Fourth of July was always a bit of a depressing day for me. It was hump day -- a reminder that summer was halfway gone. Actually, the Fourth started early, as soon as the Little League opened their annual fireworks stand. We set off Blackcats and bottle rockets for at least a week in advance of the holiday. My grandfather built us a little cannon. We'd substitute crushed pop cans, etc... for cannon balls and use firecrackers strung together for the fire power. On the actual evening of the Fourth, my parents would have a large BBQ for friends. My dad's specialty was barbequed chicken and my mom was known for her potato salad and baked beans. All of us kids would try to get the Christy's toy poodle to drink beer from a bowl and play hide and seek all over our block until it was time for the homemade ice cream. Afterwards, we'd all head to the football stadium for the town fireworks display. It was all so big and exciting back then!

Later in July, my parents would load the family car for the annual family vacation. One year it was Colorado, another year California with all points in between (Yellowstone, Grand Canyon, Great Salt Lake, San Francisco, etc...). No matter what their financial situation, my parents always managed to take us somewhere for a week or two each summer -- New Orleans, Washington D.C., Texas, etc.... I marvel at that now because it must have been a struggle at times.

New Orleans French Quarters

After the county fair in mid-August, it was all downhill from there. School started early in Kansas -- usually before Labor Day in the third or fourth week of August.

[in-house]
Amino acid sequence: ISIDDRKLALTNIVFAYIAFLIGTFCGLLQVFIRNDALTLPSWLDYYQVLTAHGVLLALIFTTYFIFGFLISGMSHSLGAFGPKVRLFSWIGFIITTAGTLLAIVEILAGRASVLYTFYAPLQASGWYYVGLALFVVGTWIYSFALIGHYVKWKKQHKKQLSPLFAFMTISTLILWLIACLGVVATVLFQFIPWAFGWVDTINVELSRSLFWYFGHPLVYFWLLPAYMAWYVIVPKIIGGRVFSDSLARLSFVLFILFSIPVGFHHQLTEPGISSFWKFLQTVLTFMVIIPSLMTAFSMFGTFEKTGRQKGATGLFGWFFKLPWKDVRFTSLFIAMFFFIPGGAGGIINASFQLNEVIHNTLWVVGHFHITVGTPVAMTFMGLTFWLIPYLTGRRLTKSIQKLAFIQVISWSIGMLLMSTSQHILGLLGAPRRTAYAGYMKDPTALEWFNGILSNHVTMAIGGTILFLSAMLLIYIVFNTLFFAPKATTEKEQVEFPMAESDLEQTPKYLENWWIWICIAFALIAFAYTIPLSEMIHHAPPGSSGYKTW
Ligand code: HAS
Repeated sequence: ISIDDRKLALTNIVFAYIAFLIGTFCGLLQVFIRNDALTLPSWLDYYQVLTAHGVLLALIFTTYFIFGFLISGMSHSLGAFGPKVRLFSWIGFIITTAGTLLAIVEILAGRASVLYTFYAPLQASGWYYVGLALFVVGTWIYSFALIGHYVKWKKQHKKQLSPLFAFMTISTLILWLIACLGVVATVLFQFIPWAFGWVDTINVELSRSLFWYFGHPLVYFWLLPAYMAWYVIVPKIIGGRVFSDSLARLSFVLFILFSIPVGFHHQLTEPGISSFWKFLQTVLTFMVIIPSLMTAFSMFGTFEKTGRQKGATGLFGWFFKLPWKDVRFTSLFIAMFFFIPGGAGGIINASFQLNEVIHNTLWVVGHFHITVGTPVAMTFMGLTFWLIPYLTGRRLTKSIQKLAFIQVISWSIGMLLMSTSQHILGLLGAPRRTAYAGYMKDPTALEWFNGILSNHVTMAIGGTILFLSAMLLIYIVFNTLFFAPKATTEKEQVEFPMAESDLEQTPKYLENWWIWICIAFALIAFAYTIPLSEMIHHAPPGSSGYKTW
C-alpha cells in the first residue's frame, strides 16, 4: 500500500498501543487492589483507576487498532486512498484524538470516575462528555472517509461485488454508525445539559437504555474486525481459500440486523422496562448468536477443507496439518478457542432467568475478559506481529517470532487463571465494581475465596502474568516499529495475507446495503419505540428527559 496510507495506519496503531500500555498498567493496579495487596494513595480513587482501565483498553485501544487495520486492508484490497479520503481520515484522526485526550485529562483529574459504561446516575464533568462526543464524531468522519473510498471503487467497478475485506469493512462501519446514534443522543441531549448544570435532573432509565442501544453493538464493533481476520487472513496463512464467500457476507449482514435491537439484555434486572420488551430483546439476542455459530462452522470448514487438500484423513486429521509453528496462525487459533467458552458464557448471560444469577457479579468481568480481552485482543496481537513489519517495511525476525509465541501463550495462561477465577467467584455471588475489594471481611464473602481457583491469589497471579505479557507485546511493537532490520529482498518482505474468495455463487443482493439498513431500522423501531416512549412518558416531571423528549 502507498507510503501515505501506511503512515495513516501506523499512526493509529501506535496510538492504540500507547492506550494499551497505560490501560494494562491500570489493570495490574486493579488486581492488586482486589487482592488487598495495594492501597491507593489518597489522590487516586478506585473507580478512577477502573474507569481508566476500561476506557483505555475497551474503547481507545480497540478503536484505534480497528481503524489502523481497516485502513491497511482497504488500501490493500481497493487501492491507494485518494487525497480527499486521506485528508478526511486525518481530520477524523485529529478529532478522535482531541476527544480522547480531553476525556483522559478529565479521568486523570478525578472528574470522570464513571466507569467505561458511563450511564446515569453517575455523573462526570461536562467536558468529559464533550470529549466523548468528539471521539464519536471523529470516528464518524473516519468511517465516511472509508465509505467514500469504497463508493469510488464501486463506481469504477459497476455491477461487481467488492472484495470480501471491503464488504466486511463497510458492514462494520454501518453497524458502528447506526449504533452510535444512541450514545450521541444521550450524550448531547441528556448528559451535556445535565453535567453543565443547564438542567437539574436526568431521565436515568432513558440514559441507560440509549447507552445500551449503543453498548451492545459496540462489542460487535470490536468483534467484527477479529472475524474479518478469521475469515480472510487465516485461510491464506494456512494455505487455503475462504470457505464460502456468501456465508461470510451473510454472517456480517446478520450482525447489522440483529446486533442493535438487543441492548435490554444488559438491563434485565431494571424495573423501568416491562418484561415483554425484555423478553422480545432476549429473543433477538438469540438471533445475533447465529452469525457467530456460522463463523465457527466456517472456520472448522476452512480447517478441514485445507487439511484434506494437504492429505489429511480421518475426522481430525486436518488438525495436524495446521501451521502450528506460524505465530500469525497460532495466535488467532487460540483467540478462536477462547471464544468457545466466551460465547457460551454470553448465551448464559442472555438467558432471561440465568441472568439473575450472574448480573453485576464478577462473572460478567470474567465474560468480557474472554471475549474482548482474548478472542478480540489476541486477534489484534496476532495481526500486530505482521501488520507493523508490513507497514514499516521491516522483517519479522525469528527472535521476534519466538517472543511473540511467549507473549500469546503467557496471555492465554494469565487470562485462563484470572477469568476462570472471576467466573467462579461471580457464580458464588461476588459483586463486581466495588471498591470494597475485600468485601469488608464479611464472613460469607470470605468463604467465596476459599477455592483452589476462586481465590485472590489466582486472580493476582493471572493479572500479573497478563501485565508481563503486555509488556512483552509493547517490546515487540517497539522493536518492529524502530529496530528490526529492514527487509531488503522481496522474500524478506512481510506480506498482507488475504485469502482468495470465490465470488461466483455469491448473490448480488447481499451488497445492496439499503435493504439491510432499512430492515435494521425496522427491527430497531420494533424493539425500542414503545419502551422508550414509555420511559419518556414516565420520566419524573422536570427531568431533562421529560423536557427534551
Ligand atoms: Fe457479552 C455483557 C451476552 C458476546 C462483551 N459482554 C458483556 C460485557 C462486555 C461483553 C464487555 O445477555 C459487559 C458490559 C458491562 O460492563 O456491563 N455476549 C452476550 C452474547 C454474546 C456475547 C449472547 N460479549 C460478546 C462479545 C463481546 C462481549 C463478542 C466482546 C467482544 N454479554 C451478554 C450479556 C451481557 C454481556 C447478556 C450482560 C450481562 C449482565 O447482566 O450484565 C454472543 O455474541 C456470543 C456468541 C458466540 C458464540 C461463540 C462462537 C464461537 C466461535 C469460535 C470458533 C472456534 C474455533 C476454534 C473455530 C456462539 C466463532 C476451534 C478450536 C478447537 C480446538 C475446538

Labor Day was usually a family event. My mother, a schoolteacher, was already back to work, so too busy to put on a large party. My parents would usually pack a picnic basket and some old tire innertubes into the car and take us to Noel, Missouri to float the river and picnic.

Those were the fun days of summer!

Oswego's Fanciest Home -- The Deming Mansion

Since we're far away from family now, we usually spend Labor Day with friends. Since moving from Seattle, we usually barbeque at our house. This year we'll include a childhood friend and her husband who've recently bought the house down the street from us, and some other close friends from our old neighborhood in Seattle who just happen to live a few miles away from us now.

Since we live in the Phoenix area now, Labor Day no longer signals the end of summer. I wonder if that 'no white pants, white belt, and white shoes after Labor Day rule' really applies down here? Ha!


couzin frank said...

Did your family ever stay at
GINGER BLUE? It was an 1920's era resort on the bank's of Elk river just NE of NOEL. Rustic cabin's built into hillside above main lodge on river.Stayed there several times in mid 80's.Have recieved several christmas cards over the year's posted from "NOEL".

Beck said...

Frank, my parents LOVED Ginger Blue. That was a spot they frequented with their friends in the late 40's and 50's. They took us there to eat a few times as kids, and also stayed there with friends in the 80's to celebrate old times!

Moongrl722 said...

Beck, I love your blog. I have been wanting to work on one since Bob's board is gone (am I allowed to say those words here?) LOL but have been busy making sea glass jewelry.

We used to go to Ginger Blue, also. (I grew up in Tulsa). Isn't that funny?? I remember sitting on the back porch overlooking the river in the evening. This is way back in the early 70s.